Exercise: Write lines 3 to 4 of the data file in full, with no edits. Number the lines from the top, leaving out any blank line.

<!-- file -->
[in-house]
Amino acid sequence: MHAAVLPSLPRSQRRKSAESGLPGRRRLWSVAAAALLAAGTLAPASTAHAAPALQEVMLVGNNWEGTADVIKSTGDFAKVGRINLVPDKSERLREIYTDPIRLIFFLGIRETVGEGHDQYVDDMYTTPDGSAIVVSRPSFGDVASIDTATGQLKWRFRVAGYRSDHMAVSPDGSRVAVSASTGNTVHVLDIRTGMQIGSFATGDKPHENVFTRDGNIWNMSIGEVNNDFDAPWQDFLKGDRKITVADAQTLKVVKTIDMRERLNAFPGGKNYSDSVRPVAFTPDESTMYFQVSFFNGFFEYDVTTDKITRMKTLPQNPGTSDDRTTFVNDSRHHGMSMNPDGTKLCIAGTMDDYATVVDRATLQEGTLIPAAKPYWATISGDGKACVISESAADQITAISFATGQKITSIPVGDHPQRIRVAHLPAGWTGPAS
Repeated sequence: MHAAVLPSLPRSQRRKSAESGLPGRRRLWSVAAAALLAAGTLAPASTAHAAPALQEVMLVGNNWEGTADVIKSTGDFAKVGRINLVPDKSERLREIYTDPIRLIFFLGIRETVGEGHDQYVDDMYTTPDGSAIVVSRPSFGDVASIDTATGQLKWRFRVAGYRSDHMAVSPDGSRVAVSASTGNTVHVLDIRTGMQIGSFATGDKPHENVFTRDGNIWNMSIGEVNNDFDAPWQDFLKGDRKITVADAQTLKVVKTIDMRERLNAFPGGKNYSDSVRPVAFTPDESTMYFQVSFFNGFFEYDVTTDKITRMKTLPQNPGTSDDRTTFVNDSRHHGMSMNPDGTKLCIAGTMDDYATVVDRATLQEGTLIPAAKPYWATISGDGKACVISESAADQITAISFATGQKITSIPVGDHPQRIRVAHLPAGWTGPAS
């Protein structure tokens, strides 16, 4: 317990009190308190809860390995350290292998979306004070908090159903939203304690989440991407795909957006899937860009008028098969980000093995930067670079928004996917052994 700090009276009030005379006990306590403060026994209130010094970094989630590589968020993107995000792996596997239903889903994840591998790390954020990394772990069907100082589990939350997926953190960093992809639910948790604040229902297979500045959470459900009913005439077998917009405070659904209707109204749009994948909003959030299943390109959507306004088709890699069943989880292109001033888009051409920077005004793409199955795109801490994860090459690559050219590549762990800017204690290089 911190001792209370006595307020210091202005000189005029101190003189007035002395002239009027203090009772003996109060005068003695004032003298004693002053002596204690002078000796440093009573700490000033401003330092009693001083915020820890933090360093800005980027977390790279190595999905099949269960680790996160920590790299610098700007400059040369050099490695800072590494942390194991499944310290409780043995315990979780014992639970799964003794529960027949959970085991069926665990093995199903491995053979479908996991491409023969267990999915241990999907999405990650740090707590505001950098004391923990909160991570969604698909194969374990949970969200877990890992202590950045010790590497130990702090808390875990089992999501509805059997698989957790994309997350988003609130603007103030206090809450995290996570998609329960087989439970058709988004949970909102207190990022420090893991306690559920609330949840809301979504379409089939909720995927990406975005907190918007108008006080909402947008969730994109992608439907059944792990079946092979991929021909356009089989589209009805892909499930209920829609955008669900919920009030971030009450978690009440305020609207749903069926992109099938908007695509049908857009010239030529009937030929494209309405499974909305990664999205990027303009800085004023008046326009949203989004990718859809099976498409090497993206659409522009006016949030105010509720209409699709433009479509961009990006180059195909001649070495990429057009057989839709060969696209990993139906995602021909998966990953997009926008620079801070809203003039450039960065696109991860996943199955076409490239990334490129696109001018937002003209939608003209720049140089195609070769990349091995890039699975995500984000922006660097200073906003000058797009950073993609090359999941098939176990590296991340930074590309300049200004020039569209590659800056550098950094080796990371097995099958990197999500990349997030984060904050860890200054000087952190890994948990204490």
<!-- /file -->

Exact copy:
Repeated sequence: MHAAVLPSLPRSQRRKSAESGLPGRRRLWSVAAAALLAAGTLAPASTAHAAPALQEVMLVGNNWEGTADVIKSTGDFAKVGRINLVPDKSERLREIYTDPIRLIFFLGIRETVGEGHDQYVDDMYTTPDGSAIVVSRPSFGDVASIDTATGQLKWRFRVAGYRSDHMAVSPDGSRVAVSASTGNTVHVLDIRTGMQIGSFATGDKPHENVFTRDGNIWNMSIGEVNNDFDAPWQDFLKGDRKITVADAQTLKVVKTIDMRERLNAFPGGKNYSDSVRPVAFTPDESTMYFQVSFFNGFFEYDVTTDKITRMKTLPQNPGTSDDRTTFVNDSRHHGMSMNPDGTKLCIAGTMDDYATVVDRATLQEGTLIPAAKPYWATISGDGKACVISESAADQITAISFATGQKITSIPVGDHPQRIRVAHLPAGWTGPAS
């Protein structure tokens, strides 16, 4: 317990009190308190809860390995350290292998979306004070908090159903939203304690989440991407795909957006899937860009008028098969980000093995930067670079928004996917052994 700090009276009030005379006990306590403060026994209130010094970094989630590589968020993107995000792996596997239903889903994840591998790390954020990394772990069907100082589990939350997926953190960093992809639910948790604040229902297979500045959470459900009913005439077998917009405070659904209707109204749009994948909003959030299943390109959507306004088709890699069943989880292109001033888009051409920077005004793409199955795109801490994860090459690559050219590549762990800017204690290089 911190001792209370006595307020210091202005000189005029101190003189007035002395002239009027203090009772003996109060005068003695004032003298004693002053002596204690002078000796440093009573700490000033401003330092009693001083915020820890933090360093800005980027977390790279190595999905099949269960680790996160920590790299610098700007400059040369050099490695800072590494942390194991499944310290409780043995315990979780014992639970799964003794529960027949959970085991069926665990093995199903491995053979479908996991491409023969267990999915241990999907999405990650740090707590505001950098004391923990909160991570969604698909194969374990949970969200877990890992202590950045010790590497130990702090808390875990089992999501509805059997698989957790994309997350988003609130603007103030206090809450995290996570998609329960087989439970058709988004949970909102207190990022420090893991306690559920609330949840809301979504379409089939909720995927990406975005907190918007108008006080909402947008969730994109992608439907059944792990079946092979991929021909356009089989589209009805892909499930209920829609955008669900919920009030971030009450978690009440305020609207749903069926992109099938908007695509049908857009010239030529009937030929494209309405499974909305990664999205990027303009800085004023008046326009949203989004990718859809099976498409090497993206659409522009006016949030105010509720209409699709433009479509961009990006180059195909001649070495990429057009057989839709060969696209990993139906995602021909998966990953997009926008620079801070809203003039450039960065696109991860996943199955076409490239990334490129696109001018937002003209939608003209720049140089195609070769990349091995890039699975995500984000922006660097200073906003000058797009950073993609090359999941098939176990590296991340930074590309300049200004020039569209590659800056550098950094080796990371097995099958990197999500990349997030984060904050860890200054000087952190890994948990204490």